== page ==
Facebook’s mission “to make the world more open and connected” is a familiar refrain among company leaders. But the latest research shows connecting 1.1 billion users around the world may come at a psychological cost.
A new University of Michigan study on college-aged adults finds that the more they used Facebook, the worse they felt. The study, published in the journal PLOS One, found Facebook use led to declines in moment-to-moment happiness and overall life satisfaction.
“There’s a huge amount of interest … because Facebook is so widespread,” says research co-author John Jonides, a University of Michigan cognitive neuroscientist. “With something like half a billion people who use Facebook every day, understanding the consequences of that use on our well being is of critical importance.”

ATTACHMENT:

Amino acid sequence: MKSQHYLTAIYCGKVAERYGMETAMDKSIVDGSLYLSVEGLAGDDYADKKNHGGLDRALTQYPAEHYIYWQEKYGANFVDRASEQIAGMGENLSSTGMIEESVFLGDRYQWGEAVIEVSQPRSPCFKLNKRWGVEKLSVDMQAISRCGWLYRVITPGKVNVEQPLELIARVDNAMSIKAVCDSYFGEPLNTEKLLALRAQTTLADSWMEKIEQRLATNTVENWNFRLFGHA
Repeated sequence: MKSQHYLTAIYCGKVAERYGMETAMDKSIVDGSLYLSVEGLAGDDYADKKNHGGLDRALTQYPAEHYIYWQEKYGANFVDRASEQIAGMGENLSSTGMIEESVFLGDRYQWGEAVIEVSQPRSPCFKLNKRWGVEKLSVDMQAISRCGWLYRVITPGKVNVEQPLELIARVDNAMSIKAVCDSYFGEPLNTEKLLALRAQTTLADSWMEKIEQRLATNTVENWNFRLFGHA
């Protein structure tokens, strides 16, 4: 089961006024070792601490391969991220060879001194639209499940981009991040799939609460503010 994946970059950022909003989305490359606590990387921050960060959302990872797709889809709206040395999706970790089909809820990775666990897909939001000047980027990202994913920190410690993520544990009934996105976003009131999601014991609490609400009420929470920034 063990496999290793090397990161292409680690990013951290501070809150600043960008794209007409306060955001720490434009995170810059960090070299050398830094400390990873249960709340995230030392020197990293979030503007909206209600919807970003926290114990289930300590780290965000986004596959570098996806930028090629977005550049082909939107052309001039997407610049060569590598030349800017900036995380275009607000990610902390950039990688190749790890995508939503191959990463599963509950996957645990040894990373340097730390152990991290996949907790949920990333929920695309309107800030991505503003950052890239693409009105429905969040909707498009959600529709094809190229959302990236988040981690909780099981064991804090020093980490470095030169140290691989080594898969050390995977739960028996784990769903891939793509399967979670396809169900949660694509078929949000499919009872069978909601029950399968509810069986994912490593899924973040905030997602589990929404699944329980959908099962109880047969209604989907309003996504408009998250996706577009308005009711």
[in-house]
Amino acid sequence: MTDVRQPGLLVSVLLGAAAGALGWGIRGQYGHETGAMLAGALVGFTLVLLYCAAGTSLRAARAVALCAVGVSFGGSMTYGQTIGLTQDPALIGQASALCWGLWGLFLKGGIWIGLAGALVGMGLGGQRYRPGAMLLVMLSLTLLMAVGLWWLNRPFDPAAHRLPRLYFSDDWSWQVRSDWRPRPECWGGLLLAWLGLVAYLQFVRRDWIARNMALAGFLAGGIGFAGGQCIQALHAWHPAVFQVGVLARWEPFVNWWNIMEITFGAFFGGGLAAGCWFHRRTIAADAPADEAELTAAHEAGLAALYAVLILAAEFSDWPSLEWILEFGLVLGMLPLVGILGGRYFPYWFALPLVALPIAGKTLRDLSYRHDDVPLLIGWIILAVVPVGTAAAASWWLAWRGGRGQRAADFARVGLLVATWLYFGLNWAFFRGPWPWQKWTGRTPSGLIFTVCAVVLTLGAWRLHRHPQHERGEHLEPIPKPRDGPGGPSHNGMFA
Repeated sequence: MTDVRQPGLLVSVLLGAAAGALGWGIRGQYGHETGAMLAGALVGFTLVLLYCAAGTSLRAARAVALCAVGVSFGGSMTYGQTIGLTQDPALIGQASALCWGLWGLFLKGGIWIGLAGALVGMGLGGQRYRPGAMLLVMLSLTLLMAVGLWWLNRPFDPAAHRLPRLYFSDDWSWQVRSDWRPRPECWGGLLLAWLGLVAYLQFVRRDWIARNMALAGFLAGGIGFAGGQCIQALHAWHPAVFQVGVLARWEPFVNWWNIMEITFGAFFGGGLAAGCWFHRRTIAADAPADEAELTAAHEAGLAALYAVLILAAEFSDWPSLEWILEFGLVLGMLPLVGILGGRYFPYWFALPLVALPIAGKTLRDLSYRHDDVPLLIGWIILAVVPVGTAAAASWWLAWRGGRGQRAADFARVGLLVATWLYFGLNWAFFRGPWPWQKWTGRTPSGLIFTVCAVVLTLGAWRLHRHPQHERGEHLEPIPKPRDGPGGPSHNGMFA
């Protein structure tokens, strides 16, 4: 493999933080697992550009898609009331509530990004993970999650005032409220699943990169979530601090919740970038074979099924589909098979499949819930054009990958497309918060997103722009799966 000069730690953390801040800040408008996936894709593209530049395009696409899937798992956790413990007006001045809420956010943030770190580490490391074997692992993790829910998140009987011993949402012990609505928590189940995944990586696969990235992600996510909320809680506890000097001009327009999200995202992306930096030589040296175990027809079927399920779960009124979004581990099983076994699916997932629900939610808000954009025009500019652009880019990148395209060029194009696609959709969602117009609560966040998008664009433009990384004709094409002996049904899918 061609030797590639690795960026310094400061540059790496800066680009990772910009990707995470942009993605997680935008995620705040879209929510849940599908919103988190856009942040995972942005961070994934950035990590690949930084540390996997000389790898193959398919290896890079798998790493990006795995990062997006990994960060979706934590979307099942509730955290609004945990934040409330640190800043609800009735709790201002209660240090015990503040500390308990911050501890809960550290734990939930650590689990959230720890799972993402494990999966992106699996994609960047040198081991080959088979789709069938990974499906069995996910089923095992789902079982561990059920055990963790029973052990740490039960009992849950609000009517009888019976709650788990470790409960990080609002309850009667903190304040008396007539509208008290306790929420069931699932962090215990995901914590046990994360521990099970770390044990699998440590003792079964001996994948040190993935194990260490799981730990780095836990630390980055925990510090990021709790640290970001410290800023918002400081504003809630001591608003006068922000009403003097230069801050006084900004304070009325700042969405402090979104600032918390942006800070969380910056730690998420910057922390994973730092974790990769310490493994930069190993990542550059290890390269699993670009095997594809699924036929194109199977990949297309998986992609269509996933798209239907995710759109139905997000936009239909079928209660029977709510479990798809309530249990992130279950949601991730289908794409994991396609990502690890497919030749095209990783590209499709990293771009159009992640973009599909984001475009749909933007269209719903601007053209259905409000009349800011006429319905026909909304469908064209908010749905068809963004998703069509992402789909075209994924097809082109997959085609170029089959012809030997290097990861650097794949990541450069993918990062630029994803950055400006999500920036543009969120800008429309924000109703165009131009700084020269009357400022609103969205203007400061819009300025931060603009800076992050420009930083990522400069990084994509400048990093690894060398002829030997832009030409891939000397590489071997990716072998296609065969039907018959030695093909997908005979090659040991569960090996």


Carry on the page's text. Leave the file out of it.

Researchers tested the variables of happiness and satisfaction in real time on 82 participants. The researchers text-messaged them five times a day for two weeks to examine how Facebook use influenced how they felt. Participants responded to questions about loneliness, anxiety and general emotional well-being.
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